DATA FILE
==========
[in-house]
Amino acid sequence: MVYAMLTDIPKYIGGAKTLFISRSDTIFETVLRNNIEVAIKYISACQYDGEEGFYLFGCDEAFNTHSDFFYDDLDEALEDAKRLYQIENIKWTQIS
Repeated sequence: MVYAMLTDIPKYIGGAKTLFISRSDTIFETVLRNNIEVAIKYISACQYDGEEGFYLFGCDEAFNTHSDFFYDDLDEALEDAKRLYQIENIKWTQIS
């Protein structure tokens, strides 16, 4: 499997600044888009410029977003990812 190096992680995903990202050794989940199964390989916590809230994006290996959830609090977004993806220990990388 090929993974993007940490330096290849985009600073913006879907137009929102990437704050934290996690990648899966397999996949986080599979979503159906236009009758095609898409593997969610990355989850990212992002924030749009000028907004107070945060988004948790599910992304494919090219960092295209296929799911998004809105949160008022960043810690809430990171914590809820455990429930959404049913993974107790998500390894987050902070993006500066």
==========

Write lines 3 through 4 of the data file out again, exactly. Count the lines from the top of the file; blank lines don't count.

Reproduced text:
Repeated sequence: MVYAMLTDIPKYIGGAKTLFISRSDTIFETVLRNNIEVAIKYISACQYDGEEGFYLFGCDEAFNTHSDFFYDDLDEALEDAKRLYQIENIKWTQIS
């Protein structure tokens, strides 16, 4: 499997600044888009410029977003990812 190096992680995903990202050794989940199964390989916590809230994006290996959830609090977004993806220990990388 090929993974993007940490330096290849985009600073913006879907137009929102990437704050934290996690990648899966397999996949986080599979979503159906236009009758095609898409593997969610990355989850990212992002924030749009000028907004107070945060988004948790599910992304494919090219960092295209296929799911998004809105949160008022960043810690809430990171914590809820455990429930959404049913993974107790998500390894987050902070993006500066």